The Beauty Of Imperfection


The beauty of imperfection. The commercial, and historical, to be fair, view of beauty revolves around perfection: symmetry, smoothness, balance and in the case of humans, youth. We’re drawn to it, it seems genetic. We  swoon at the beauty of Michelangelo’s David, the opening chords of Beethoven’s Fifth Symphony, the perfection of Einstein’s e=mc2 .

The cracks are where the light comes through. Photo by Joeyy Lee.

“I cling to my imperfection as the very essence of my being.”

Anatole France

Beauty is found in imperfection as well, and I see it more as I grow older. I appreciate the beauty of what the Japanese call wabi-sabi: (via Wikipedia) “a world view centered on the acceptance of transience and imperfection. The aesthetic is sometimes described as one of beauty that is ‘imperfect, impermanent, and incomplete'”. It’s the wonderful gray in an old dog’s muzzle, the fading of antique fabrics, the small scuffs in a wedding ring. 

Kintsugi (or kintsukuroi) is a Japanese method for repairing broken ceramics with a special lacquer mixed with gold, silver, or platinum. . . . The process usually results in something more beautiful than the original.” Source.

The Roman philosopher Marcus Aurelius remarked on imperfection as beauty (and edible). He wrote in The Meditations, “When bread is baked, some parts are split at the surface, and these… have a certain fashion contrary to the purpose of the baker’s art, are beautiful… and in a peculiar way excite a desire for eating.

Old hands have their own weathered beauty. Source.
These women who have had the “perfection” of youth rubbed away, are also lovely to me, in a non-traditional way. I want what’s in their eyes.

Check out Lauren Hutton and Georgia O’Keefe for deeply beautiful, deeply lined faces. And this brave woman, sharing the beauty of her after-cancer body. This picture was difficult at first to take in. But the subject, Beth Whaanga, wanted it seen, and calls herself a “breast cancer preventer.”

Here’s a whole Pinterest board encouraging us to “be the beautiful messes that we are.”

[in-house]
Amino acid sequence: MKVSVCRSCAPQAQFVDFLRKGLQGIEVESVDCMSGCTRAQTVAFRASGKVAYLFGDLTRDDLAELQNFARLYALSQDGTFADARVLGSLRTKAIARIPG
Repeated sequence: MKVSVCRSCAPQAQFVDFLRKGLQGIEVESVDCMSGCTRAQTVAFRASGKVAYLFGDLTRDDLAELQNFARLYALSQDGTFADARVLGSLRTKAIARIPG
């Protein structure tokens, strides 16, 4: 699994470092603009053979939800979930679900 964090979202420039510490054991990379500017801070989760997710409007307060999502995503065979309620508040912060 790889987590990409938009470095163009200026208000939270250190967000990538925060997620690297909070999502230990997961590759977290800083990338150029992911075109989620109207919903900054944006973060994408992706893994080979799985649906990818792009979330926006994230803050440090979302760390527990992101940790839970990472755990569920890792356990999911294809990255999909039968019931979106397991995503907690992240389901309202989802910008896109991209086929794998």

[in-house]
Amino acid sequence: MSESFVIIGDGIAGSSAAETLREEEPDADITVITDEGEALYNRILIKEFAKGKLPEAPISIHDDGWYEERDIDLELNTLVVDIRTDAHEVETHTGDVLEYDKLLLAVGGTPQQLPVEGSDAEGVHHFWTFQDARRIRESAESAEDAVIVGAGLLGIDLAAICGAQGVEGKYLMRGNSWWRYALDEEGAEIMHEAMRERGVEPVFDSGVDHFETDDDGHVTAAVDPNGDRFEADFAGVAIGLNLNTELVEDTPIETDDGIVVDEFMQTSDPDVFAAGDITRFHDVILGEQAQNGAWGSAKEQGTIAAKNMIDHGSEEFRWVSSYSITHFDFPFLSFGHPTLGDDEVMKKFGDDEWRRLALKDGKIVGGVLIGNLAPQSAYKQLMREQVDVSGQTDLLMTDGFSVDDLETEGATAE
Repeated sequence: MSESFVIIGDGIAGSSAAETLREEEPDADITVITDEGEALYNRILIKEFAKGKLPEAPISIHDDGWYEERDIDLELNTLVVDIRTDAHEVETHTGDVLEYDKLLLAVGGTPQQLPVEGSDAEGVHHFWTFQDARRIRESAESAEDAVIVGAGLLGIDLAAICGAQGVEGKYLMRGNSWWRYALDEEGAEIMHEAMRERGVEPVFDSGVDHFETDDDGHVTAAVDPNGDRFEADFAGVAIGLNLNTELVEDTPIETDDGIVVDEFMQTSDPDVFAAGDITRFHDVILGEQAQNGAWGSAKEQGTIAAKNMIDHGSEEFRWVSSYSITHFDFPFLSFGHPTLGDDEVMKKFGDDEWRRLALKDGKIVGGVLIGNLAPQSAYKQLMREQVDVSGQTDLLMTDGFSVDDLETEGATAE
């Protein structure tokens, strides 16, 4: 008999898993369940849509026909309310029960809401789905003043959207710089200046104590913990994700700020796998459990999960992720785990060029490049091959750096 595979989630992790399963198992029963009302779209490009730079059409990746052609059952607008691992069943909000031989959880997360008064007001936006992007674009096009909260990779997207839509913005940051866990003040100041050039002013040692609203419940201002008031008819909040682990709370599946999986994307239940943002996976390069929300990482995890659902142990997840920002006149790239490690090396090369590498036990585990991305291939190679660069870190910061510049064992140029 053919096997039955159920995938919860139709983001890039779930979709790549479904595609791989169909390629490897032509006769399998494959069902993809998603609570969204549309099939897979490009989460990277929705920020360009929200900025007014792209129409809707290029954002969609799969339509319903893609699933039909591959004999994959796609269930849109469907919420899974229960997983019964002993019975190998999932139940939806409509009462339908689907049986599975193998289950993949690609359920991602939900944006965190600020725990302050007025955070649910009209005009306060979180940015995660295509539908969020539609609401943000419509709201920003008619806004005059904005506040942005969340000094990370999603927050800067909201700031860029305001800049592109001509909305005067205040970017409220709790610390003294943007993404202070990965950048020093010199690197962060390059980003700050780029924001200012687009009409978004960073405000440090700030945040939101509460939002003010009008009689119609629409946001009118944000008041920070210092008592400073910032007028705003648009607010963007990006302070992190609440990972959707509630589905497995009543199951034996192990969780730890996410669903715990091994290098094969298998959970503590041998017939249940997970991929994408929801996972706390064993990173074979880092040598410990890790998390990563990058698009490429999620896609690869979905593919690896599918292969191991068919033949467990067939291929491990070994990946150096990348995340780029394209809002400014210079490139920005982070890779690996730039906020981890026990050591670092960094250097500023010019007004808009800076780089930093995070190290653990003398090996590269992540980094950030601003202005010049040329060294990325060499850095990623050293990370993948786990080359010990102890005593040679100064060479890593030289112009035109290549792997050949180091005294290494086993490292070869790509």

And if you enjoy an artist’s point of view, take time for Sally Nixon‘s delightful collection of “what women really look like” when no one’s looking: “Not counting the calories of our food, and with impudence, we choose to make life easier by staying at home and just enjoying a little privacy. For even in our worst moments, even when no one sees us, we still are beautifully imperfect.”Sally Nixon

“I wear a pair of wings

Full of flaws and imperfections

But they are still beautiful enough to spread them and fly

Feeling so perfectly unflawed …”

― Samiha Totanji

What do you think about beauty and imperfection ? As always, no wrong answers. Stay fabulous and safe, wash and wash and wash, xo

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  1. NY Street photographer Bill Cunningham always said that those who seek beauty will find it. I think some of the most beautiful women in the world are British actors like Judy Dench, Olivia Coleman, etc. who are not botoxed into immovability.

    • Hello Lovely and thanks for coming over! Hope your weekend is fun and uplifting, xx.

  2. I just binged the French series “Call My Agent”/”Dix Pour Cent” on Netflix. The first episode was about Cecile de France, playing herself, fighting pressure to get a facelift or at least Botox. The series was fun enough, if formulaic, but one of the best parts was the parade of French celebrities playing themselves, including Isabelle Huppert, Juliette Binoche, Nathalie Baye and Monica Belluci. They are all beautiful, and they are not over “done.” They don’t have that plasticized look of too many American stars. It isn’t just the faces, but also the hair, which is more natural, the minimal makeup, and the way they dress. They’ve avoided Barbie-fication.

    • Hello TOF, so good to see you. I must watch that series; I find Cecile de France captivating. And that group of gorgeous older French actresses – full of talent! And thank you for the word of the day: “Barbification.” Have a lovely day and stay well, xx.

  3. I adore so-called imperfections in the people I love– harder to cherish your own. I know I’m sick of this limited homogenized idea of beauty we’ve been force fed forever.

    • Good morning Becky – how right you are about cherishing our own imperfections! Thanks for coming by and have a wonderful weekend, xx.

  4. Hello Joan and thanks for coming over. You sound like a lovely person to have a cup of coffee with! Stay safe and well, xx.

  5. Thank you Patti for this very uplifting beautiful post. Loved the Michelangelo and Samiha Totanji references very helpful.As I have aged I have learned to accept my imperfections and be the most attractive ,kind person I can be always enjoying life and open to learning and growing and most important accepting the imperfections in others.

    • Hello Joan and thanks for coming over. You sound like a lovely person to have a cup of coffee with! Stay safe and well, xx.

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